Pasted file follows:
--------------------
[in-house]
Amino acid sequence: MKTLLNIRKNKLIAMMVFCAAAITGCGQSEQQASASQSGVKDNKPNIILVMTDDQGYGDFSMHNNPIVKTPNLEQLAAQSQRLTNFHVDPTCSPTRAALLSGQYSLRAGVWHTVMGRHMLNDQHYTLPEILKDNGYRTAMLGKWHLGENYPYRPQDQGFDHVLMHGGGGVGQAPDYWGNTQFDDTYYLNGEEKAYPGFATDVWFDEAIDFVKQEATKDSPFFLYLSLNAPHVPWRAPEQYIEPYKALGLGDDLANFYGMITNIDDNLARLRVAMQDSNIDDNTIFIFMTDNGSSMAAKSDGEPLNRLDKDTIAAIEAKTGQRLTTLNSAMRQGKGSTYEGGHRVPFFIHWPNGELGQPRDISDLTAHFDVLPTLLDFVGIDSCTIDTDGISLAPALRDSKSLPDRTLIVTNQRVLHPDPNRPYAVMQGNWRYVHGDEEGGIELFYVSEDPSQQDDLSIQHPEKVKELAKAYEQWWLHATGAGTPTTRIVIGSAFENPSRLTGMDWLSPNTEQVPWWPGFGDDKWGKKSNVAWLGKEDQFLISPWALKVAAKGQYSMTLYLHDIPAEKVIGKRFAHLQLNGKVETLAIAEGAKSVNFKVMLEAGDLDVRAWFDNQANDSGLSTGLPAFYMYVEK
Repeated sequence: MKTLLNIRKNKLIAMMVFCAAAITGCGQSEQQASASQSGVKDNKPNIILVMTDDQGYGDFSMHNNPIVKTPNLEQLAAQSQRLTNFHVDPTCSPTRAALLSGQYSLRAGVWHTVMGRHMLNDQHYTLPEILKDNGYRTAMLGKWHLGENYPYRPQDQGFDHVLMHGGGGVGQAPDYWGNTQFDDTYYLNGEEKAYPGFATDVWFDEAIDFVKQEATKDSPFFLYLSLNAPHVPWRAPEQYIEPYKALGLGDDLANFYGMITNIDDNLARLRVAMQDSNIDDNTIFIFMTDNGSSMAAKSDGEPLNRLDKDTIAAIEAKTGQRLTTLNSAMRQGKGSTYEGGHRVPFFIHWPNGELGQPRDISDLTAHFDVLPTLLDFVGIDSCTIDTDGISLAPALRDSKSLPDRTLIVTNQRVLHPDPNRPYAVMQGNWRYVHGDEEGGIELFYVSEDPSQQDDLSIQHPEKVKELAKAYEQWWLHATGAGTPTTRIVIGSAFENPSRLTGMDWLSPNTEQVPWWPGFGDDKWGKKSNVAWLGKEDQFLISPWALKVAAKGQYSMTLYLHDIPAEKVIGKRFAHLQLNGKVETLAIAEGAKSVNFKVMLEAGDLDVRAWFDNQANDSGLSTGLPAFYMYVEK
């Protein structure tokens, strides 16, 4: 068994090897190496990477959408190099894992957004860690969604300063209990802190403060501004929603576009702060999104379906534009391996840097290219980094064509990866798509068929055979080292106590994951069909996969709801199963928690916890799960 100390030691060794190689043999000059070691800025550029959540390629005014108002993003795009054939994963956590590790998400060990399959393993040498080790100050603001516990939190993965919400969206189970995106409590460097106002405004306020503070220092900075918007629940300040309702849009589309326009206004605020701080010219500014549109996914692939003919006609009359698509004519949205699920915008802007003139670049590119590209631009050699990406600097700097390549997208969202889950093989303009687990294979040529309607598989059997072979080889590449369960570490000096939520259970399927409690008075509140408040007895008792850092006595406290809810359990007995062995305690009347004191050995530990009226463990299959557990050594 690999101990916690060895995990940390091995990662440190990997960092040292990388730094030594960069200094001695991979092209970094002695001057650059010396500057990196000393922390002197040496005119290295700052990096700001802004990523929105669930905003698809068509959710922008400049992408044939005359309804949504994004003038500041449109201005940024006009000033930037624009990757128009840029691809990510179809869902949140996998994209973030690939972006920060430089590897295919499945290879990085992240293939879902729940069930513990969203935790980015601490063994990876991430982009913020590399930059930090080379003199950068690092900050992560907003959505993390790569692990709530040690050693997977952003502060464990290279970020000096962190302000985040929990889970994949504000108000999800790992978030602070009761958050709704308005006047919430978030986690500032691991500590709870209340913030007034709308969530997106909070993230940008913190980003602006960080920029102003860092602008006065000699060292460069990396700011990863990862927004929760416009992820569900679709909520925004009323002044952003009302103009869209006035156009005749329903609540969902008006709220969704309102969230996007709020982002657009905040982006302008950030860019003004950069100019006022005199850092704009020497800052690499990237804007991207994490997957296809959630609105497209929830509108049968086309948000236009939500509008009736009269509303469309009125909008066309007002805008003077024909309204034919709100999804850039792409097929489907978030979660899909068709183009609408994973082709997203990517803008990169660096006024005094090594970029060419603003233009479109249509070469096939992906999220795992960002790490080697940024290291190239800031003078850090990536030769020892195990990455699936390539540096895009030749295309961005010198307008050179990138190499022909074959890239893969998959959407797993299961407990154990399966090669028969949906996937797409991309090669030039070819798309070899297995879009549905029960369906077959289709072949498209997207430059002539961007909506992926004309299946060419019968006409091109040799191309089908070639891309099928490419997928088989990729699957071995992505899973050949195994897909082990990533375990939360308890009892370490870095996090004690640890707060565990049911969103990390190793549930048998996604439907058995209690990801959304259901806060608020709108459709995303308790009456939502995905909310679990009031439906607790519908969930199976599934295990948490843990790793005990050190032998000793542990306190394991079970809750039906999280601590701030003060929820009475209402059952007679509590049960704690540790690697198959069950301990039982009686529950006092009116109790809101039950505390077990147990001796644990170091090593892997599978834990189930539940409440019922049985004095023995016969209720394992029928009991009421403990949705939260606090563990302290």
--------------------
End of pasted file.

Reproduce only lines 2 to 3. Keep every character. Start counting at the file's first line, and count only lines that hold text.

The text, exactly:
Amino acid sequence: MKTLLNIRKNKLIAMMVFCAAAITGCGQSEQQASASQSGVKDNKPNIILVMTDDQGYGDFSMHNNPIVKTPNLEQLAAQSQRLTNFHVDPTCSPTRAALLSGQYSLRAGVWHTVMGRHMLNDQHYTLPEILKDNGYRTAMLGKWHLGENYPYRPQDQGFDHVLMHGGGGVGQAPDYWGNTQFDDTYYLNGEEKAYPGFATDVWFDEAIDFVKQEATKDSPFFLYLSLNAPHVPWRAPEQYIEPYKALGLGDDLANFYGMITNIDDNLARLRVAMQDSNIDDNTIFIFMTDNGSSMAAKSDGEPLNRLDKDTIAAIEAKTGQRLTTLNSAMRQGKGSTYEGGHRVPFFIHWPNGELGQPRDISDLTAHFDVLPTLLDFVGIDSCTIDTDGISLAPALRDSKSLPDRTLIVTNQRVLHPDPNRPYAVMQGNWRYVHGDEEGGIELFYVSEDPSQQDDLSIQHPEKVKELAKAYEQWWLHATGAGTPTTRIVIGSAFENPSRLTGMDWLSPNTEQVPWWPGFGDDKWGKKSNVAWLGKEDQFLISPWALKVAAKGQYSMTLYLHDIPAEKVIGKRFAHLQLNGKVETLAIAEGAKSVNFKVMLEAGDLDVRAWFDNQANDSGLSTGLPAFYMYVEK
Repeated sequence: MKTLLNIRKNKLIAMMVFCAAAITGCGQSEQQASASQSGVKDNKPNIILVMTDDQGYGDFSMHNNPIVKTPNLEQLAAQSQRLTNFHVDPTCSPTRAALLSGQYSLRAGVWHTVMGRHMLNDQHYTLPEILKDNGYRTAMLGKWHLGENYPYRPQDQGFDHVLMHGGGGVGQAPDYWGNTQFDDTYYLNGEEKAYPGFATDVWFDEAIDFVKQEATKDSPFFLYLSLNAPHVPWRAPEQYIEPYKALGLGDDLANFYGMITNIDDNLARLRVAMQDSNIDDNTIFIFMTDNGSSMAAKSDGEPLNRLDKDTIAAIEAKTGQRLTTLNSAMRQGKGSTYEGGHRVPFFIHWPNGELGQPRDISDLTAHFDVLPTLLDFVGIDSCTIDTDGISLAPALRDSKSLPDRTLIVTNQRVLHPDPNRPYAVMQGNWRYVHGDEEGGIELFYVSEDPSQQDDLSIQHPEKVKELAKAYEQWWLHATGAGTPTTRIVIGSAFENPSRLTGMDWLSPNTEQVPWWPGFGDDKWGKKSNVAWLGKEDQFLISPWALKVAAKGQYSMTLYLHDIPAEKVIGKRFAHLQLNGKVETLAIAEGAKSVNFKVMLEAGDLDVRAWFDNQANDSGLSTGLPAFYMYVEK